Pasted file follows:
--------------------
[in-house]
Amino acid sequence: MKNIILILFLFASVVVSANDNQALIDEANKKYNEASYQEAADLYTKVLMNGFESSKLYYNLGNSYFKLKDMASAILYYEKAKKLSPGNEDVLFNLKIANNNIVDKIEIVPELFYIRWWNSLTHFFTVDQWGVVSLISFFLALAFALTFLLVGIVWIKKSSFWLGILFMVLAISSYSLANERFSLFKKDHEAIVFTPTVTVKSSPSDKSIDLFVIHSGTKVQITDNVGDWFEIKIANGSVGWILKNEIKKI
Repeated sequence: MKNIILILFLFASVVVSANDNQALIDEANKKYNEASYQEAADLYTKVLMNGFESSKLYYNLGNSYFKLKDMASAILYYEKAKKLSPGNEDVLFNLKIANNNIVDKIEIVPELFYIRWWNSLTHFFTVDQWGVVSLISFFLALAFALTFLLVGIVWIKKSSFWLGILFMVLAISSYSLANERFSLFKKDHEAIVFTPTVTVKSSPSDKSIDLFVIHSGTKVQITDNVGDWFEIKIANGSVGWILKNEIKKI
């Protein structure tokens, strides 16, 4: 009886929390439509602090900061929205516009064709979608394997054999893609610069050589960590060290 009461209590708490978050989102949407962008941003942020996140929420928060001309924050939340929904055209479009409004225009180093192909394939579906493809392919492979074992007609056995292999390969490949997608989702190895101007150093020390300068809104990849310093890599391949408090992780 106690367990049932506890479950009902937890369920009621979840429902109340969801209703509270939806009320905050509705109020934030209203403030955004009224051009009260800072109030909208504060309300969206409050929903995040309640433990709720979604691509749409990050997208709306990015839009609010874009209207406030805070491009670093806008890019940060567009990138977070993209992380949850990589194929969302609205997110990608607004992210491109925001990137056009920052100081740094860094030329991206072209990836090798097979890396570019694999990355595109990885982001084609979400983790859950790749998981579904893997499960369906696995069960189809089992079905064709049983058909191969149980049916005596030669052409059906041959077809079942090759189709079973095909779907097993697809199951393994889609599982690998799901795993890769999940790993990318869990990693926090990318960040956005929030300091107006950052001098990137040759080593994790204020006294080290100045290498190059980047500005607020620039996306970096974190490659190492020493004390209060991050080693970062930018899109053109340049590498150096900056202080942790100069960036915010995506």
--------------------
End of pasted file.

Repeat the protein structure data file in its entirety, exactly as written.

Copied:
[in-house]
Amino acid sequence: MKNIILILFLFASVVVSANDNQALIDEANKKYNEASYQEAADLYTKVLMNGFESSKLYYNLGNSYFKLKDMASAILYYEKAKKLSPGNEDVLFNLKIANNNIVDKIEIVPELFYIRWWNSLTHFFTVDQWGVVSLISFFLALAFALTFLLVGIVWIKKSSFWLGILFMVLAISSYSLANERFSLFKKDHEAIVFTPTVTVKSSPSDKSIDLFVIHSGTKVQITDNVGDWFEIKIANGSVGWILKNEIKKI
Repeated sequence: MKNIILILFLFASVVVSANDNQALIDEANKKYNEASYQEAADLYTKVLMNGFESSKLYYNLGNSYFKLKDMASAILYYEKAKKLSPGNEDVLFNLKIANNNIVDKIEIVPELFYIRWWNSLTHFFTVDQWGVVSLISFFLALAFALTFLLVGIVWIKKSSFWLGILFMVLAISSYSLANERFSLFKKDHEAIVFTPTVTVKSSPSDKSIDLFVIHSGTKVQITDNVGDWFEIKIANGSVGWILKNEIKKI
């Protein structure tokens, strides 16, 4: 009886929390439509602090900061929205516009064709979608394997054999893609610069050589960590060290 009461209590708490978050989102949407962008941003942020996140929420928060001309924050939340929904055209479009409004225009180093192909394939579906493809392919492979074992007609056995292999390969490949997608989702190895101007150093020390300068809104990849310093890599391949408090992780 106690367990049932506890479950009902937890369920009621979840429902109340969801209703509270939806009320905050509705109020934030209203403030955004009224051009009260800072109030909208504060309300969206409050929903995040309640433990709720979604691509749409990050997208709306990015839009609010874009209207406030805070491009670093806008890019940060567009990138977070993209992380949850990589194929969302609205997110990608607004992210491109925001990137056009920052100081740094860094030329991206072209990836090798097979890396570019694999990355595109990885982001084609979400983790859950790749998981579904893997499960369906696995069960189809089992079905064709049983058909191969149980049916005596030669052409059906041959077809079942090759189709079973095909779907097993697809199951393994889609599982690998799901795993890769999940790993990318869990990693926090990318960040956005929030300091107006950052001098990137040759080593994790204020006294080290100045290498190059980047500005607020620039996306970096974190490659190492020493004390209060991050080693970062930018899109053109340049590498150096900056202080942790100069960036915010995506």